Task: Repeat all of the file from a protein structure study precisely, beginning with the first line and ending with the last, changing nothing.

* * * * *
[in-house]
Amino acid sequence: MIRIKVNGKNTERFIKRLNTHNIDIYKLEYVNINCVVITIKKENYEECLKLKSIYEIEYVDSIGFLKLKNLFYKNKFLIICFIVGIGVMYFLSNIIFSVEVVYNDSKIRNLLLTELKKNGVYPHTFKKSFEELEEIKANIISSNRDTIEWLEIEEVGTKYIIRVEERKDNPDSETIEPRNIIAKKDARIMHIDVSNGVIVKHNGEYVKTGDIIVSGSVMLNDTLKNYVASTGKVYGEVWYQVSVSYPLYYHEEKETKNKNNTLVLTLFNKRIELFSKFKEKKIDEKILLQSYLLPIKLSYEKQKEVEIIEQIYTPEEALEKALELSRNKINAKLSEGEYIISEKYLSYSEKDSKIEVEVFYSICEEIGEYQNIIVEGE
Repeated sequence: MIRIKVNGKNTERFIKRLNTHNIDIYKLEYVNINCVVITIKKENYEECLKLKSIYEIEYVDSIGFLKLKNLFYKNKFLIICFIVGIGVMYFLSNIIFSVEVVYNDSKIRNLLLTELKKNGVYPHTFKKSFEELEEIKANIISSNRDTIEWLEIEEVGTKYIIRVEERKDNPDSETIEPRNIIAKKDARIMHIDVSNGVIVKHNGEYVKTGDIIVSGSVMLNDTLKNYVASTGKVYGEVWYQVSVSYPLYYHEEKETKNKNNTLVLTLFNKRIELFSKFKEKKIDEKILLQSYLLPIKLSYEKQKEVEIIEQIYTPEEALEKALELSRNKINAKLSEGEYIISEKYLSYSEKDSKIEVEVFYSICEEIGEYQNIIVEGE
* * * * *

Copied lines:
[in-house]
Amino acid sequence: MIRIKVNGKNTERFIKRLNTHNIDIYKLEYVNINCVVITIKKENYEECLKLKSIYEIEYVDSIGFLKLKNLFYKNKFLIICFIVGIGVMYFLSNIIFSVEVVYNDSKIRNLLLTELKKNGVYPHTFKKSFEELEEIKANIISSNRDTIEWLEIEEVGTKYIIRVEERKDNPDSETIEPRNIIAKKDARIMHIDVSNGVIVKHNGEYVKTGDIIVSGSVMLNDTLKNYVASTGKVYGEVWYQVSVSYPLYYHEEKETKNKNNTLVLTLFNKRIELFSKFKEKKIDEKILLQSYLLPIKLSYEKQKEVEIIEQIYTPEEALEKALELSRNKINAKLSEGEYIISEKYLSYSEKDSKIEVEVFYSICEEIGEYQNIIVEGE
Repeated sequence: MIRIKVNGKNTERFIKRLNTHNIDIYKLEYVNINCVVITIKKENYEECLKLKSIYEIEYVDSIGFLKLKNLFYKNKFLIICFIVGIGVMYFLSNIIFSVEVVYNDSKIRNLLLTELKKNGVYPHTFKKSFEELEEIKANIISSNRDTIEWLEIEEVGTKYIIRVEERKDNPDSETIEPRNIIAKKDARIMHIDVSNGVIVKHNGEYVKTGDIIVSGSVMLNDTLKNYVASTGKVYGEVWYQVSVSYPLYYHEEKETKNKNNTLVLTLFNKRIELFSKFKEKKIDEKILLQSYLLPIKLSYEKQKEVEIIEQIYTPEEALEKALELSRNKINAKLSEGEYIISEKYLSYSEKDSKIEVEVFYSICEEIGEYQNIIVEGE